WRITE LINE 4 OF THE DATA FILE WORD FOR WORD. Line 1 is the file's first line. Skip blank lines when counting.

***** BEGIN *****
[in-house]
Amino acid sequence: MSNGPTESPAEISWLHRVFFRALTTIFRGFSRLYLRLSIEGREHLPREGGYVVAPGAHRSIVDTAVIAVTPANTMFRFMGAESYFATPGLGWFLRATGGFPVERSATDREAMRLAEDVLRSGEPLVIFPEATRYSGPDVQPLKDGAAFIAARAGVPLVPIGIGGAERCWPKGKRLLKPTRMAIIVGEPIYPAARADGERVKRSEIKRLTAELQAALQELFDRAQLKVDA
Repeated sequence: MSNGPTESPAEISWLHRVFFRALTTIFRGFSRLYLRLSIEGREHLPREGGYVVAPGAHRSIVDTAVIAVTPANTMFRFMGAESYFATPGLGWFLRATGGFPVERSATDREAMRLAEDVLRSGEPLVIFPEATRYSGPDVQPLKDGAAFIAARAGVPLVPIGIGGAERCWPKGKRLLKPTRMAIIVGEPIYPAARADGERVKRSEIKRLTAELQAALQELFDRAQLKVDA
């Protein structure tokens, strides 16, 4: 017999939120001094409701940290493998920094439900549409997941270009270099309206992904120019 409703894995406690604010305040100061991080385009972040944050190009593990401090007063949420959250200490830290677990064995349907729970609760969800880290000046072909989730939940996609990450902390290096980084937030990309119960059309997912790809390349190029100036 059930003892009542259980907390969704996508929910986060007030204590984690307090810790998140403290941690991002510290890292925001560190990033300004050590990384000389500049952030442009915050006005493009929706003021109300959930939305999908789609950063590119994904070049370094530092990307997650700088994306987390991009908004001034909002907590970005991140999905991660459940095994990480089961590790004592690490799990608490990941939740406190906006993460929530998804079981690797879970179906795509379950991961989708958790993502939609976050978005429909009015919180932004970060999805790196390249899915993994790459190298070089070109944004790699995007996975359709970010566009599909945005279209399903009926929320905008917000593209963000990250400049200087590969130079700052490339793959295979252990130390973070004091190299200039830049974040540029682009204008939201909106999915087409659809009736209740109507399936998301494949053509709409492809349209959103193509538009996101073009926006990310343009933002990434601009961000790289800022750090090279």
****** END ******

């Protein structure tokens, strides 16, 4: 017999939120001094409701940290493998920094439900549409997941270009270099309206992904120019 409703894995406690604010305040100061991080385009972040944050190009593990401090007063949420959250200490830290677990064995349907729970609760969800880290000046072909989730939940996609990450902390290096980084937030990309119960059309997912790809390349190029100036 059930003892009542259980907390969704996508929910986060007030204590984690307090810790998140403290941690991002510290890292925001560190990033300004050590990384000389500049952030442009915050006005493009929706003021109300959930939305999908789609950063590119994904070049370094530092990307997650700088994306987390991009908004001034909002907590970005991140999905991660459940095994990480089961590790004592690490799990608490990941939740406190906006993460929530998804079981690797879970179906795509379950991961989708958790993502939609976050978005429909009015919180932004970060999805790196390249899915993994790459190298070089070109944004790699995007996975359709970010566009599909945005279209399903009926929320905008917000593209963000990250400049200087590969130079700052490339793959295979252990130390973070004091190299200039830049974040540029682009204008939201909106999915087409659809009736209740109507399936998301494949053509709409492809349209959103193509538009996101073009926006990310343009933002990434601009961000790289800022750090090279």